Videos posted to social media showed chaotic scenes on the streets surrounding the blast.
Ice cream and blood stain the floor. But ISIS underestimates our resolve. Iraqis will be back on these very streets tomorrow night pic.twitter.com/i83YoDZXMe
— Ali Hadi Al-Musawi (@ahmusawi) May 29, 2017
A number of wounded lay on the ground, others propped themselves up on the colourful park benches outside the ice cream shop.
One young girl, wearing a ribbon and bow in her hair, wandered the scene dazed.
The attack struck just days into the holy month of Ramadan when Muslims fast during daylight hours.
As families break their fast after sundown, restaurants and cafes in Baghdad quickly fill up.
The officials say the bombing in central Baghdad involved explosives in a parked car that a bomber detonated.
The officials spoke on condition of anonymity in line with regulations.
The Islamic State of Iraq and the Levant’s (ISIL, also known as ISIS) Amaq website said the suicide bomber targeted a “gathering of Shia”.
ISIL considers members of Iraq’s Shia Muslim majority to be heretics and frequently carries out attacks against them.
“Families were out and the place was crowded,” Hayder al-Khoei, a London-based Middle East expert, told Al Jazeera.
“[ISIL] wants Iraqis to fear going out and this is to show they are still present and able to attack the heart of the Iraqi capital, even as they are being defeated on the battlefield.”
Brett McGurk, US special envoy to the anti-ISIL coalition, tweeted: “ISIS terrorists tonight in Baghdad target children and families enjoying time together at an ice cream shop. We stand with Iraq against this evil.”
Monday’s attack comes as Iraqi troops are slowly pushing ISIL fighters out of their last strongholds in the northern city of Mosul.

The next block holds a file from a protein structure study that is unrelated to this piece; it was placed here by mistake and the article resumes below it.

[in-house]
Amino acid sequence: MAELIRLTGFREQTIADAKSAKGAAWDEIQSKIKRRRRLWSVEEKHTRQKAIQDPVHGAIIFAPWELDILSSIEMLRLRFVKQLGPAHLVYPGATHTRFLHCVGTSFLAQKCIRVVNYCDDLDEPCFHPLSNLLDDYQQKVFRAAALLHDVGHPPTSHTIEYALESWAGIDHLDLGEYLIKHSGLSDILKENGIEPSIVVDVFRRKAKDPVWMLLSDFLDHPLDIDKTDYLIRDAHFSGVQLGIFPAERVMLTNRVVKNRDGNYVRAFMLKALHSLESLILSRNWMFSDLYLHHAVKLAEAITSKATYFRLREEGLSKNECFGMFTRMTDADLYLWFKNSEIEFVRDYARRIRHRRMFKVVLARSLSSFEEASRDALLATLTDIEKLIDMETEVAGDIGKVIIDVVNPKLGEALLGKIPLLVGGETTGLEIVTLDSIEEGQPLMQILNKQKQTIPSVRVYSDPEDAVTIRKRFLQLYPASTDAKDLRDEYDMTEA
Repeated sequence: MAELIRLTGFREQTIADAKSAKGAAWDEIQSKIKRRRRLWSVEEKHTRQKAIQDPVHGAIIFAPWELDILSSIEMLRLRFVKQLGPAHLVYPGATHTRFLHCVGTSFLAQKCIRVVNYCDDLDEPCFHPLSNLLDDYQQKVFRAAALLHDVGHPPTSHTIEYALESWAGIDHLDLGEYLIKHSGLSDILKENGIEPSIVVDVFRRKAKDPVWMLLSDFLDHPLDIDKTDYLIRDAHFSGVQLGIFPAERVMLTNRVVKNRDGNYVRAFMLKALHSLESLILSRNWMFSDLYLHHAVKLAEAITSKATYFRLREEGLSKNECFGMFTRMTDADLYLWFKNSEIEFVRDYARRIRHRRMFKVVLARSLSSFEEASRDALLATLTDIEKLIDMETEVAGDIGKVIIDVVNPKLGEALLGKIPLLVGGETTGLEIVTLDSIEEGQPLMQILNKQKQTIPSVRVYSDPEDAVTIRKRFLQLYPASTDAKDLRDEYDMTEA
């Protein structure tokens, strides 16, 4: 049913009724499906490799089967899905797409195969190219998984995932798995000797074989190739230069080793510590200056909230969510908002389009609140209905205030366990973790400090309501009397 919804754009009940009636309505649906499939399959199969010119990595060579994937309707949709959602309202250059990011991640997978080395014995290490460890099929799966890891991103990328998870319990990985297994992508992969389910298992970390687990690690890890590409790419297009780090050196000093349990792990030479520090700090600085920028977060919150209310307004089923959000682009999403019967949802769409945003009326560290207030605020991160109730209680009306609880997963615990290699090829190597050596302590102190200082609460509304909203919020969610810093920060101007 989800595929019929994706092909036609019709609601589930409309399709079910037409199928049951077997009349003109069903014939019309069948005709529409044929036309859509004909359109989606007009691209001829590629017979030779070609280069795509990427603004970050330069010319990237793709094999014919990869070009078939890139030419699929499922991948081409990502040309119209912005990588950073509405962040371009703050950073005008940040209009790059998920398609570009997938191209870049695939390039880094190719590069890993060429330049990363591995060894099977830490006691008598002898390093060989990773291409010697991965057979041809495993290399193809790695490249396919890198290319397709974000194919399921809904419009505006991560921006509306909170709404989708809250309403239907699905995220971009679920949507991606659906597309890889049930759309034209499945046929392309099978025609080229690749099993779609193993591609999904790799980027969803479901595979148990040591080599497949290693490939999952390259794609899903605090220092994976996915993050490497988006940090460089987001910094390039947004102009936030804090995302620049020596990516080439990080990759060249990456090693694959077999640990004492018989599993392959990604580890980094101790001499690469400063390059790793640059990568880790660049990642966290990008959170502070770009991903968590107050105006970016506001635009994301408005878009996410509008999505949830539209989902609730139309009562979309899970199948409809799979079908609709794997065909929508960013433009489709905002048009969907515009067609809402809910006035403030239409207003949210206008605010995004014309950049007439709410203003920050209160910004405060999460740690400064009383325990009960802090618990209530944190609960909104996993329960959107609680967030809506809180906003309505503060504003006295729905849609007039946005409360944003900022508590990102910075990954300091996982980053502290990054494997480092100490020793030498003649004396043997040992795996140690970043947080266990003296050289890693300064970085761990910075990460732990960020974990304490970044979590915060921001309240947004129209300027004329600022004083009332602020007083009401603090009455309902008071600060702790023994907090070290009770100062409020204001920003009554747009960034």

Iraqi commanders say the offensive, which recently entered its eighth month, will mark the end of the ISIL caliphate in Iraq, but concede the group will likely increase attacks in the wake of military defeats.
Khoei explained that the armed group “timed Tuesday’s attack to cause maximum impact”.
“The suicide bomber detonated himself just after midnight. It was a hot day and he targeted a popular ice cream parlour in Baghdad.”
Michael Pregent, former US army officer and Iraqi government adviser with the Hudson Institute think-tank, told Al Jazeera: “[Tuesday’s attack is] meant to stoke a sectarian flame to get some sort of response from Shia militias from the government.
“It’s also meant to discredit the Baghdad government.
“That’s something that Shia militias, recently criticised by Prime Minister Haider al-Abadi, can also use to criticise the current government ahead of the 2018 elections.”
Memories of 2016 attack
Ramadan is often marked by an uptick in violence in Iraq.
Last July, towards the end of the holy month, ISIL used a big truck bomb during Ramadan at a busy Karrada market packed with people shopping after sunset and preparing for the Eid celebration.
Close to 300 people were killed in that attack.